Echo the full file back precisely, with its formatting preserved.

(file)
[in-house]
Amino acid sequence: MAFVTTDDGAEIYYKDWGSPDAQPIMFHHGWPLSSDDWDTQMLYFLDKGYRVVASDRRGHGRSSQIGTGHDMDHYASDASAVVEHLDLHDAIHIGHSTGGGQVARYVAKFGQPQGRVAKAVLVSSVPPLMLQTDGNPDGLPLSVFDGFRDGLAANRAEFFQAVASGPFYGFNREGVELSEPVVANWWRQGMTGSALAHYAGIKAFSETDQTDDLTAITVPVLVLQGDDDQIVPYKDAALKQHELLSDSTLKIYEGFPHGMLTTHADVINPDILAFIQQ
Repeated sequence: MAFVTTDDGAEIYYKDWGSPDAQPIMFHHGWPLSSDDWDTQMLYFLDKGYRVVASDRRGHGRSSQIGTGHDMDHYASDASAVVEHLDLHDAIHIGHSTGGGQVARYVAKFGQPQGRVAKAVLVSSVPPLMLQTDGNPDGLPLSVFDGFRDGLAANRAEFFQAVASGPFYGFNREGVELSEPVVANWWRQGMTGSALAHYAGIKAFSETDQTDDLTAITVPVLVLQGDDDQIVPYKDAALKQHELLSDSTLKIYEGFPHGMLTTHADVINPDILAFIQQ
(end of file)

[in-house]
Amino acid sequence: MAFVTTDDGAEIYYKDWGSPDAQPIMFHHGWPLSSDDWDTQMLYFLDKGYRVVASDRRGHGRSSQIGTGHDMDHYASDASAVVEHLDLHDAIHIGHSTGGGQVARYVAKFGQPQGRVAKAVLVSSVPPLMLQTDGNPDGLPLSVFDGFRDGLAANRAEFFQAVASGPFYGFNREGVELSEPVVANWWRQGMTGSALAHYAGIKAFSETDQTDDLTAITVPVLVLQGDDDQIVPYKDAALKQHELLSDSTLKIYEGFPHGMLTTHADVINPDILAFIQQ
Repeated sequence: MAFVTTDDGAEIYYKDWGSPDAQPIMFHHGWPLSSDDWDTQMLYFLDKGYRVVASDRRGHGRSSQIGTGHDMDHYASDASAVVEHLDLHDAIHIGHSTGGGQVARYVAKFGQPQGRVAKAVLVSSVPPLMLQTDGNPDGLPLSVFDGFRDGLAANRAEFFQAVASGPFYGFNREGVELSEPVVANWWRQGMTGSALAHYAGIKAFSETDQTDDLTAITVPVLVLQGDDDQIVPYKDAALKQHELLSDSTLKIYEGFPHGMLTTHADVINPDILAFIQQ